Luther reached thousands and thousands and thousands in his lifetime, and millions (and counting) after his death.  Had he not seen so clearly the grace of God that destroyed the sin of his life (which climbing millions of stairs on his knees could never so much as wound), I don’t think he could have ever become the mighty man of God he became.

Had he only been a little convicted; felt a little saved . . he would have only wanted to have become a little useful.

One time, when a religious man was way offended at the way Jesus was letting a woman with a public sin life cry at His feet, wash His feet with her tears and hair, kiss His feet, and pour perfume on His feet, Jesus said this,

“I tell you, her sins–and they are many–have been forgiven, so she has shown me much love. But a person who is forgiven little shows only little love.” (Luke 7:47, NLT)

Was Jesus saying it’s better to be a big-time sinner than to sin only a little?  No!  Jesus was saying that it is better to realize you are a big-time sinner than delude yourself into thinking you sin only a little.

Luther realized he was a sinner.  He had lived for years with the guilt of his past, and the nightmare that he kept sinning in his present.  His awareness of the dungeon of culpability he had been locked in by righteousness became incredibly powerful when Christ’s key turned in the prison lock and the sunlight of His mercy poured in.  Luther lived his life as a man in passionate loyal allegiance to God because he had seen where he had been, and he had an idea of what God had saved him from.  [3]

If we cry out to God with all our heart,

I am Yours.  Save me.

Then we will cry out to God with all our heart,

I am Yours.  Use me.

If we only halfway believe we are sinners, then we will only halfway want to serve Him.  If we think we’re not so bad and just needed a little help, then our service to Him will be as artificial, insincere, and destructive as that of the religious leaders in Luther’s day or those of Jesus’ time on earth.

I desire to cry out to God with the heaviest heart a sinner can have,

Jesus, I am Yours.  Save me.

so that I can cry out to God with the lightest heart a sinner can have,

Jesus, I am Yours.  You have saved me.  I beg You now to use me!

With David, we can cry out Psalm 119:94a, but, unlike David, we don’t have to hope our pursuit of God’s Law, through trusting the promise of the Messiah to come, will bring Him to save us.  Instead, we can hope in the Messiah Himself and His fulfillment of the Law.  Salvation is here.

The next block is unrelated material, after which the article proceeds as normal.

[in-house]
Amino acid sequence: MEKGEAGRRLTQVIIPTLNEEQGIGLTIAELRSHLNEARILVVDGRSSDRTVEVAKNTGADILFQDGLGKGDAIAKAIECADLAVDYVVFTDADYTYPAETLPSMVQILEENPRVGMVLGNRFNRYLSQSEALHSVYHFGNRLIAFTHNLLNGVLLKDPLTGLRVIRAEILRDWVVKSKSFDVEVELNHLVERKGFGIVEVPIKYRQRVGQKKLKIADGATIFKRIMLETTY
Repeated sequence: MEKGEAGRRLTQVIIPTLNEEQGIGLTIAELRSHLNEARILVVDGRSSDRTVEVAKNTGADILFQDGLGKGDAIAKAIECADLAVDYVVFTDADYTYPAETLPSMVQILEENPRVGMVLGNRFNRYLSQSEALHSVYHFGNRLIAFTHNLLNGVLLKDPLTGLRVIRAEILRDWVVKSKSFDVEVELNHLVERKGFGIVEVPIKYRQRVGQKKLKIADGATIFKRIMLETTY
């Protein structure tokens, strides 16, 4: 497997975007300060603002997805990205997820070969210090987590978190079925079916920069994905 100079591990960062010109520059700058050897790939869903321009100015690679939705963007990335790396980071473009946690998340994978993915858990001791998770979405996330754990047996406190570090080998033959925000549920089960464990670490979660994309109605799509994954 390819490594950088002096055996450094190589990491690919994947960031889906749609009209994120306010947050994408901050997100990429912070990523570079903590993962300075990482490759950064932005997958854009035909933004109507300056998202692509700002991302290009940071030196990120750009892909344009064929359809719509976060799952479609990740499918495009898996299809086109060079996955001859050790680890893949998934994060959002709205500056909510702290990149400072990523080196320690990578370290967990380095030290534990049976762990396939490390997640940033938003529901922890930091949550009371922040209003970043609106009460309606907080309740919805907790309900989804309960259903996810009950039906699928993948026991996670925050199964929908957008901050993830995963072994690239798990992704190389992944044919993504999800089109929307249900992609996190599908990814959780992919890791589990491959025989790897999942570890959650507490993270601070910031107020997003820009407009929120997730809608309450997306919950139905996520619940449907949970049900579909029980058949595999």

I am Yours, save me (Psalm 119:94a, ESV)

For the grace of God has appeared, bringing salvation for all people, training us to renounce ungodliness and worldly passions, and to live self-controlled, upright, and godly lives in the present age, waiting for our blessed hope, the appearing of the glory of our great God and Savior Jesus Christ, who gave himself for us to redeem us from all lawlessness and to purify for himself a people for his own possession who are zealous for good works. (Titus 2:11, ESV)

_________________________________________________

[1] LutherMGM, 2003

[2] My pastor, John, gave me this illustration in two sermons that he did.

[3] No one actually knows how much God gave for us at the sacrifice of Christ.  As finite persons, we cannot understand what the infinite trinity of Persons, without beginning or end, gave up through the death of Christ Jesus.  We could not even bear knowing; it would burst our mortality.  God in His graciousness does not expect us to fully realize what He has done for us; never will we.  Nor do any of us understand even in full mortal capacity what He has done, because we are sinners and our understanding is crippled by sin.  In my salvation about 4 years ago, I certainly did not grasp the reality of what Christ had done for me.  I knew He wanted me; I am now on the never-ending journey of discovering how much.